Newspaper article The Florida Times Union

Spartan Athlete Eyes States Prior to Harvard Career

Newspaper article The Florida Times Union

Spartan Athlete Eyes States Prior to Harvard Career

Article excerpt

Byline: BILL JOHNSON

Like many high school track and field athletes, Eric Clayman competes in more than one event each meet. Yet not many compete as far across the track and field spectrum as he does.

At most meets, the 5-10, 165-pound St. Johns senior puts his upper body to work in the discus throw, an event in which he finished fourth in the state last year. Shortly after competing in the discus, he will line up on the starting line for a 100-meter dash or the 300 hurdles or four-by-400 relays. And it's not like he's just filling space for the Spartans in those other events. He had a fourth-place state finish in the 300 hurdles as well.

The really interesting fact about this Spartan is that none of those events are his best. His best event, the hammer throw, isn't even a sanctioned sport in Florida, though his top five national ranking in it is one of the reasons he will compete next year at Harvard University.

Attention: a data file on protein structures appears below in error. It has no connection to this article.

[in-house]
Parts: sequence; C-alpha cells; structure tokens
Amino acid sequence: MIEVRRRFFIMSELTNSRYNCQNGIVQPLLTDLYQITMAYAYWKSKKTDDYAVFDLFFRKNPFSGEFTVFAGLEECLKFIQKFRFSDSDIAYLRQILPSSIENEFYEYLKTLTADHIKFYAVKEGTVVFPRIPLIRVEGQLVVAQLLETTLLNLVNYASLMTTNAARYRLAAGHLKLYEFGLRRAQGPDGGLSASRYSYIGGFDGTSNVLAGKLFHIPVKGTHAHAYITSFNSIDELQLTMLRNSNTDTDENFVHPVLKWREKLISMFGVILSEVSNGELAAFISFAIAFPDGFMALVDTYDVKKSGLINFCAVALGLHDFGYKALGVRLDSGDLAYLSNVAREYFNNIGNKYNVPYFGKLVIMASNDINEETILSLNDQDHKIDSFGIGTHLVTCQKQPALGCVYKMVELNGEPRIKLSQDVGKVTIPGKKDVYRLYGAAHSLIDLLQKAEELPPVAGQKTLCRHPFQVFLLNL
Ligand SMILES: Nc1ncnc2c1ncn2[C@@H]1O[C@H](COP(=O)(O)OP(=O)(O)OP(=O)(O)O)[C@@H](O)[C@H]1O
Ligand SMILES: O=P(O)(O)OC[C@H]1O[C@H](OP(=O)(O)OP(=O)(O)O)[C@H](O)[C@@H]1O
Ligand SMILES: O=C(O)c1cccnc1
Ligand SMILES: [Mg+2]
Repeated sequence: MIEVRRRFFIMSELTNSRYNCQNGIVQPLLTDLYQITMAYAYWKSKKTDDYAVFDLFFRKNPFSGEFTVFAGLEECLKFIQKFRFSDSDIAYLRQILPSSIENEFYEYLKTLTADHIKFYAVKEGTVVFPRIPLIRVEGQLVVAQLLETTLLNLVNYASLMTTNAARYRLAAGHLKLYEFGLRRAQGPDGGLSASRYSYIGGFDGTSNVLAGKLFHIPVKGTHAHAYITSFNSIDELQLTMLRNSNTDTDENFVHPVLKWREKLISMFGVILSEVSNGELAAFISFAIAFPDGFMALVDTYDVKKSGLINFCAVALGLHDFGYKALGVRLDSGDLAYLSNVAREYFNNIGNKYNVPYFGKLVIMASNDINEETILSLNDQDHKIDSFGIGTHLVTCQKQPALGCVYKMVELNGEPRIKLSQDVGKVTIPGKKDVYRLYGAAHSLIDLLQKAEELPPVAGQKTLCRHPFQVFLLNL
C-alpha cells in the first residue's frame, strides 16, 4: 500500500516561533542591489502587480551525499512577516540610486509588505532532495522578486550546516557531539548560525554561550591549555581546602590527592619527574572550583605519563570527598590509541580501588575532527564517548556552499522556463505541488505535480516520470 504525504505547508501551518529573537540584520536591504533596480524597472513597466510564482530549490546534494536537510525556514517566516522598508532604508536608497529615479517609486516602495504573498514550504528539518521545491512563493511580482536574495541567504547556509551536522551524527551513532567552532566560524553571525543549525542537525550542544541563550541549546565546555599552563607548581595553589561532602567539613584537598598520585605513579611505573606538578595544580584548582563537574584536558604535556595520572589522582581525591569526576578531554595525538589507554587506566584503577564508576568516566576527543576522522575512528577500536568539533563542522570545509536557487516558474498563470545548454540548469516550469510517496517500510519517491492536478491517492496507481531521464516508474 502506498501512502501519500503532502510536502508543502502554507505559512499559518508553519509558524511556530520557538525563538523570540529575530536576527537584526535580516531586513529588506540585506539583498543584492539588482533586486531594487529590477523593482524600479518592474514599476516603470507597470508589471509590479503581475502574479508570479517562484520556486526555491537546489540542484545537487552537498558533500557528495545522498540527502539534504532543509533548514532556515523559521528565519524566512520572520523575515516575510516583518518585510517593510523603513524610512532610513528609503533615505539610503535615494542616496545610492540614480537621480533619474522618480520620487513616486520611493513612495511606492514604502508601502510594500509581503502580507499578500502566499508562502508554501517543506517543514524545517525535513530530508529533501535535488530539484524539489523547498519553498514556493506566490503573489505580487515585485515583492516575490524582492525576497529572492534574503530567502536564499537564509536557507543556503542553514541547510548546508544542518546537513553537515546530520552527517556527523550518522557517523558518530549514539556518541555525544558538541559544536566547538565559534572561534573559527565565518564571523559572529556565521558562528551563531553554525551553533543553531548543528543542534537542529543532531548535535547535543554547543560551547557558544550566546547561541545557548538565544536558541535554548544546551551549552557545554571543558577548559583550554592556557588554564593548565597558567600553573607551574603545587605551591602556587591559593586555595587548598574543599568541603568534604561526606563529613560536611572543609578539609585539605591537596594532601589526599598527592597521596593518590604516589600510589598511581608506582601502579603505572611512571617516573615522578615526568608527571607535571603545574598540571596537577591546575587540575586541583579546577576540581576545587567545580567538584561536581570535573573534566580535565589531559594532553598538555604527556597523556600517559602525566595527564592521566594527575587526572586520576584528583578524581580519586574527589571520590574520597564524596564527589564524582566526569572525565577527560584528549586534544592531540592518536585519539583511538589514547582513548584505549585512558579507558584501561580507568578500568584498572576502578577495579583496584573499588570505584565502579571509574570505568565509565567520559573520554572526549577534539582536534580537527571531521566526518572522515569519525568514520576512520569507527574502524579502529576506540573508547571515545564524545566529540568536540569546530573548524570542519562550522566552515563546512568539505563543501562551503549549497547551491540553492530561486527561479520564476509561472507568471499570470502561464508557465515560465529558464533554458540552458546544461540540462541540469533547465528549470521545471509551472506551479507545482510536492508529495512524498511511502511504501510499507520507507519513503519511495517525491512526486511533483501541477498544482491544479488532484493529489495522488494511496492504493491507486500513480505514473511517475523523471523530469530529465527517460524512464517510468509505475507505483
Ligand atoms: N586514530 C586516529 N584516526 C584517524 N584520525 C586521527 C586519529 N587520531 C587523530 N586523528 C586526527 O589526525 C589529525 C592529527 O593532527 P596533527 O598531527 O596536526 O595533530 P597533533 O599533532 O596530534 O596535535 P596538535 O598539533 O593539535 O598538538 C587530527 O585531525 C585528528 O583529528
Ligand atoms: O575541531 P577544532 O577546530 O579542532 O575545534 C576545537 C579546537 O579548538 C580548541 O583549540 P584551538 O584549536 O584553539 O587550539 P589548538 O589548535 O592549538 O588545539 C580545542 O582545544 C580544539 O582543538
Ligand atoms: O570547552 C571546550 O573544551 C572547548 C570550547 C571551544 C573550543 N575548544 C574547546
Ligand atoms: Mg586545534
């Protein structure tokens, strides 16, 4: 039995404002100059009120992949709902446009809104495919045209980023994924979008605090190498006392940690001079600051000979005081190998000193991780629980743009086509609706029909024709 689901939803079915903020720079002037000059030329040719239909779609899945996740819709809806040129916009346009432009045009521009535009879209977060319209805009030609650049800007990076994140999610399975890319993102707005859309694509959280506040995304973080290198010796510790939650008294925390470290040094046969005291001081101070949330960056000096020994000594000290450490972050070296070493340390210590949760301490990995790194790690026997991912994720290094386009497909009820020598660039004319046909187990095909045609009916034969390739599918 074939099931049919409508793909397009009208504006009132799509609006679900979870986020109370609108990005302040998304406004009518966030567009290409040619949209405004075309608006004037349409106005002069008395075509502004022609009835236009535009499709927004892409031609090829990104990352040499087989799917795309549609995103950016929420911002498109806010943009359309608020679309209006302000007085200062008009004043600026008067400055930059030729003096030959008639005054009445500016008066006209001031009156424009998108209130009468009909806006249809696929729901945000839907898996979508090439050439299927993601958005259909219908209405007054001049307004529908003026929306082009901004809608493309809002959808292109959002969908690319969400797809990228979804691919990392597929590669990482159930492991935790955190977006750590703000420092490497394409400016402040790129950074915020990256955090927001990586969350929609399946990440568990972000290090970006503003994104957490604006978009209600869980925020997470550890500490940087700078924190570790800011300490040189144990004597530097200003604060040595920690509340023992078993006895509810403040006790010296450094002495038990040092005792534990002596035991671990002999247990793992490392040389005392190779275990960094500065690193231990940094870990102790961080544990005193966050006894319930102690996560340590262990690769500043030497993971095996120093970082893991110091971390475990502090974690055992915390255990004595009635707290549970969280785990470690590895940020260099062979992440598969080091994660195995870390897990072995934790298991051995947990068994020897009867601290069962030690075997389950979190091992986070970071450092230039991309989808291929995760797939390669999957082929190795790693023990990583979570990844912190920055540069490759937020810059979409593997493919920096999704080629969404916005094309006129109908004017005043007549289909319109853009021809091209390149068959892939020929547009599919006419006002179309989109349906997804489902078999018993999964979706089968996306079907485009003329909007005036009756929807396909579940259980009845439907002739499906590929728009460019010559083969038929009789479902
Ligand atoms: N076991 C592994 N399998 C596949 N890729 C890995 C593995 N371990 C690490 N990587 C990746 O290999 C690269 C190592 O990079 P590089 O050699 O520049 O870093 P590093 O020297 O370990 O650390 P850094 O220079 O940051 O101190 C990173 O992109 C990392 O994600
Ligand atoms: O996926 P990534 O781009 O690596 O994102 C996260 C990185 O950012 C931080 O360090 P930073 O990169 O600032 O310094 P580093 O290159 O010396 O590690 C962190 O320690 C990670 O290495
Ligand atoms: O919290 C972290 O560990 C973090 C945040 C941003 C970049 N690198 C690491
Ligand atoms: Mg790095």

"That's what they really want him for at Harvard," said his father and coach, Loren Clayman, who also competed on the Crimson track and field squad. Eric will be his second son to attend the prestigious school. His oldest, Mark, is also an SJCD graduate who went on to Harvard. The 31-year-old still holds three Spartan track and field records. Eric's other brother, Scott, also attended St. Johns, but graduated from Nease, and currently competes on the University of Florida track and field team.

"All of them throw farther than I ever did," the elder Clayman admits.

At Thursday's District 4-A track and field competition, Eric was entered in four events, although he said after a close-encounter with the final hurdle in the 300 that he was close to running on empty and in need of some rest and nourishment before the 300 final and the relay.

Eric said he and all his brothers got a good start on athletics because of their father, but he said sports were never pushed on any of them.

Loren Clayman cringes when he thinks of the pressure some parents put on their kids to succeed at sports. …

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